All the members of Lula Wiles grew up in Maine in musical families, and they began playing music together as kids at Maine Fiddle Camp. One by one, they each found their way to Boston to study at Berklee College of Music. Isa and Ellie (both on vocals, fiddle, and guitar) began performing as a duo in April 2013, and Lula Wiles was born when Mali (bass, vocals) joined the band a year later. Now based in Boston’s thriving and close-knit roots music community, Lula Wiles have performed at premier festivals and clubs throughout the Northeast, including Club Passim, One Longfellow Square, Grey Fox Bluegrass Festival, Ossipee Valley Music Festival, Fresh Grass Festival, and Tweed River Music Festival. Above all else, they value the community spirit of roots music and and they seek to create music that will allow them to connect with their audiences. As songwriters, these young women navigate hope and heartbreak with clever lyrics and fearless honesty.
All proficient multi-instrumentalists, the three women of Lula Wiles are each uniquely powerful in their own right, but combined, they are a force to be reckoned with. Their debut album will be released in Spring 2016.
Raised in rural upstate New York, Eric Lee’s earliest introductions to music were the sounds of his mother’s piano and the songs of John Gorka, Bob Dylan, and Jackson Browne. He began studying classical violin and traditional Irish fiddle at the age of nine, and was soon performing and recording with local artists. After moving to Western Massachusetts’ Pioneer Valley, he continued playing live and in studios, branching into psychedellic rock and bluegrass, playing in the pit orchestras of musicals, and writing his own songs and compositions.
In 2007, Lee attended the Falcon Ridge Folk Festival, where the newly-formed supergroup, The Strangelings (featuring musical legends Pete & Maura Kennedy, Christina Thompson, Rebecca Hall, Ken Anderson, and Cheryl Prashker,) spotted Eric and his fiddle and invited him to join them on an informal campground performance. That Saturday night, after two days into his first music festival, Eric Lee, (then eighteen), was playing on the main stage as the band’s newest member.
With the conclusion of the Strangelings’ two-year run, Eric became a member of the Falcon Ridge Folk Festival’s House Band, a position formerly held by virtuosic violinists Tim Carbone (Railroad Earth) and Jake Armerding, playing alongside some of the most respected and gifted professionals in the folk community, and has since accompanied such iconic artists as John Gorka, Peter Rowan, Vance Gilbert, Dan Navarro, Tom Paxton, The Kennedys, Lucy Kaplansky, The Nields, Tracy Grammer, the Grand Slambovians, Tom Rush, and Eliza Gilkyson, among others. It is these landmark artists along with the works of the revered late song smith Dave Carter that have inspired Lee’s own songwriting.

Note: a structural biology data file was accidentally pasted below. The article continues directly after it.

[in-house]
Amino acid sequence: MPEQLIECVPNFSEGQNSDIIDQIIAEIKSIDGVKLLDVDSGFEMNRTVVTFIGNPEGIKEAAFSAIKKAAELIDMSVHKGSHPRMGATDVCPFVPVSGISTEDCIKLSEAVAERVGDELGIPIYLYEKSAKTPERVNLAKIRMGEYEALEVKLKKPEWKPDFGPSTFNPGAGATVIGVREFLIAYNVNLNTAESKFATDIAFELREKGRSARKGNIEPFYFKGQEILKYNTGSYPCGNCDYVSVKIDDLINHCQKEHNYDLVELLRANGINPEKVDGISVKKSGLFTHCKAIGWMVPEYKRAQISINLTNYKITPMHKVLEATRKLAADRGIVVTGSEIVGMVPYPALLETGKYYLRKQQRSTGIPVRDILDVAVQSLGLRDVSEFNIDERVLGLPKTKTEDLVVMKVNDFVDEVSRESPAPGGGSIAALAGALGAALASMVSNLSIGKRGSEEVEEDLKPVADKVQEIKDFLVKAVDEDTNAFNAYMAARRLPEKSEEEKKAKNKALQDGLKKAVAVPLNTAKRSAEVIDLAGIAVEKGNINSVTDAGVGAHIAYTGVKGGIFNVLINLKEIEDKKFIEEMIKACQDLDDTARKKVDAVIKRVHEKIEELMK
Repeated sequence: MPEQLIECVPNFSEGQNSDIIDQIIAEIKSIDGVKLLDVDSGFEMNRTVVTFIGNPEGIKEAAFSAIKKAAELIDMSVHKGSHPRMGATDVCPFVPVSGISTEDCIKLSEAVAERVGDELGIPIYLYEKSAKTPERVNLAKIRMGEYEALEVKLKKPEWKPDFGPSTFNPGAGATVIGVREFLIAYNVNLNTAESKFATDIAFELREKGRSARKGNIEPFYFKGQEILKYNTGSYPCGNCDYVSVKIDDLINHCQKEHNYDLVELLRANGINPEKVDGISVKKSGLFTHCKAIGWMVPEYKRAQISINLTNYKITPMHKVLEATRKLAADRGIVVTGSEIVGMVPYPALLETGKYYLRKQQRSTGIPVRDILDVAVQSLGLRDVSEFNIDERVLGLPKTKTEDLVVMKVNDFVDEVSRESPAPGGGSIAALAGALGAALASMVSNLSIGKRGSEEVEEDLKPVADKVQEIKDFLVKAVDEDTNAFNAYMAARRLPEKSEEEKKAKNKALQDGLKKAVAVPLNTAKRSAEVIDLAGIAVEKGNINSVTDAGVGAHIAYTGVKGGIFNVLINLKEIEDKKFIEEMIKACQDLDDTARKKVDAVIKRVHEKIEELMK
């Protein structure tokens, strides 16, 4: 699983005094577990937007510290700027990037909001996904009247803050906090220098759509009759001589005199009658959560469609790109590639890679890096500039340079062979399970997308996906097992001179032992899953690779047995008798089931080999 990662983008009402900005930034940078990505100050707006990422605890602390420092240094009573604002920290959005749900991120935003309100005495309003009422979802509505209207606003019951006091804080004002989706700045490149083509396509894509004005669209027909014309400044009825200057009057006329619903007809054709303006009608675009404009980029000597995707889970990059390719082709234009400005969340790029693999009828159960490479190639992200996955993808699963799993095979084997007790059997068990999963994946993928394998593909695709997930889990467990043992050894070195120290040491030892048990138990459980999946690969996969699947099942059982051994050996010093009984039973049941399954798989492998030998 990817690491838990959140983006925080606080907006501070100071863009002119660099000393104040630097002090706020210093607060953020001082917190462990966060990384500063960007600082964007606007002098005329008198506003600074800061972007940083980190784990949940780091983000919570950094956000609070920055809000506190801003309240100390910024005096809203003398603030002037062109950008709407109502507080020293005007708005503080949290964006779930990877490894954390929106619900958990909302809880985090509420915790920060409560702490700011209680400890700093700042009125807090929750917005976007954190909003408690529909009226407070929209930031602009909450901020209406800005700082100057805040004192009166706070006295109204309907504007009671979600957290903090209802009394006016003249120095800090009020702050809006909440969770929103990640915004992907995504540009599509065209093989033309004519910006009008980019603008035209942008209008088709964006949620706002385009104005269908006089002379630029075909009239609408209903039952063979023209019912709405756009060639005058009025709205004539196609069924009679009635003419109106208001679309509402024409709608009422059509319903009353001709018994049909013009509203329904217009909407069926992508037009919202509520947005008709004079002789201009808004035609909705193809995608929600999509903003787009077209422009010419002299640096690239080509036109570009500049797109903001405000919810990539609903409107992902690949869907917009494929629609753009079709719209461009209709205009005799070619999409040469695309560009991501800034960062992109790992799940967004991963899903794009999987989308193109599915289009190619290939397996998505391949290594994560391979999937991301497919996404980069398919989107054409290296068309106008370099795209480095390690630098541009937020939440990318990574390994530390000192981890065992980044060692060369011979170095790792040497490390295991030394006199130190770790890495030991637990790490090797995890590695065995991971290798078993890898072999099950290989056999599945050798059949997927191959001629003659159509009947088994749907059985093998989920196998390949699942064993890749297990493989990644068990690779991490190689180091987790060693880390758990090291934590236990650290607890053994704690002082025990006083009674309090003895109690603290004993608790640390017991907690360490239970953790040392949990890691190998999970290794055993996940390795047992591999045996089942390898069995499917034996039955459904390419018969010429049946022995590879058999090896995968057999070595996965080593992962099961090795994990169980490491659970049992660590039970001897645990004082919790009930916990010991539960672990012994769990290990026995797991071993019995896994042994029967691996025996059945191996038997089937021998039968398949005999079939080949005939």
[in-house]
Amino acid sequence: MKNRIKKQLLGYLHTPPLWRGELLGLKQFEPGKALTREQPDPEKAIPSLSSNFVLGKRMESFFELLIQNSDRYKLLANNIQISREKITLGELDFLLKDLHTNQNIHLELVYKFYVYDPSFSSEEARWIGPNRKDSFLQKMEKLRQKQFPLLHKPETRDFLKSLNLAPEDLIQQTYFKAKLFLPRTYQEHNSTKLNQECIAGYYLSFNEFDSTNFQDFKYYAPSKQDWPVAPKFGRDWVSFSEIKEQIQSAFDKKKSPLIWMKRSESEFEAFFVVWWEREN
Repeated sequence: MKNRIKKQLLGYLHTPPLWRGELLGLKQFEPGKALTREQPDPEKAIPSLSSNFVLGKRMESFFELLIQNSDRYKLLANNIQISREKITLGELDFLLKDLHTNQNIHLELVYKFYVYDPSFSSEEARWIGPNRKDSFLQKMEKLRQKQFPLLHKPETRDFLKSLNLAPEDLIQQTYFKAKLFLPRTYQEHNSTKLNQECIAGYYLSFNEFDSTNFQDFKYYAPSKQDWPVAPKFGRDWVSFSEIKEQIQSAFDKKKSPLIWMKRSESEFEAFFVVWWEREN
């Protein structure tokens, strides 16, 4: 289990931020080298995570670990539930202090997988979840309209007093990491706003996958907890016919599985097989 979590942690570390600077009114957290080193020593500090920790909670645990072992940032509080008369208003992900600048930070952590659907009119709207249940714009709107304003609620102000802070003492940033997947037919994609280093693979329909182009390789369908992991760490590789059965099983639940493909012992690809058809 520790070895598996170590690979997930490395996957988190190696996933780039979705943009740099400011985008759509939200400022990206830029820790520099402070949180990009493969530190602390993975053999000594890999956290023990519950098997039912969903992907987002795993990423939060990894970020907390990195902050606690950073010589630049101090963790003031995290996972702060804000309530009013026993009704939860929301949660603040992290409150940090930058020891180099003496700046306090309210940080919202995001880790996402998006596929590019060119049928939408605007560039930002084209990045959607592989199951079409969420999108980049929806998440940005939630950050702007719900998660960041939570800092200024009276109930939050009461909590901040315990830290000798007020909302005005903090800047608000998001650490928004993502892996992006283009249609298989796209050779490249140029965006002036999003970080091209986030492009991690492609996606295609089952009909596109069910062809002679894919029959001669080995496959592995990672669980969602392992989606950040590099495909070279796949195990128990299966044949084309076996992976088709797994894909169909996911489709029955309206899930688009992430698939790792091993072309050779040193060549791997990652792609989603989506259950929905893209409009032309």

The music of Eric Lee is a chimera of genres and influences; an ever-evolving world of sonic exploration with stand-alone melodies always at it’s core. His new EP traverses a range of emotion, from the unbridled joy of love in “Miles Above the Ground” to the wrenching pain of Eros in “To Write you a Song”; the unflattering honesty of coping with loss (“Life Without You”) to the cosmic petition to the ancient powers in “Hands of Fortune.”
In addition to performing as a solo artist (occasionally with a backing band), Lee plays regularly with New England-based bluegrass bands the Gather Rounders and The Morning Bugle, and continues to work as a sought-after sideman and session musician. He plans to record and release a full-length album in the near future.
Eliza began performing at the age of twelve when she placed as a finalist in a band competition in her hometown of Ridgefield, Connecticut. In high school she started performing solo at bars, cafes, and fundraising events, playing mostly her original music. Notable venues Eliza has performed at include the BlueBird Café in Nashville, Tennessee, The Bitter End in New York City, and The Ridgefield Playhouse in Connecticut. She has opened for artists including Andy Grammer, Lyle Lovett, Wilson Phillips, The B52’s, Howie Day, and The Go Go’s. When composing music, she draws her inspiration from a blend of folk, pop, and country artists like The Indigo Girls, Carly Simon, and Taylor Swift.
“I use songwriting as a tool to understand and respond to all the crazy things life throws my way. My goal is to write honest, raw music that fans can relate to and are inspired by.”
Thank you for supporting American Roots music at Caramoor!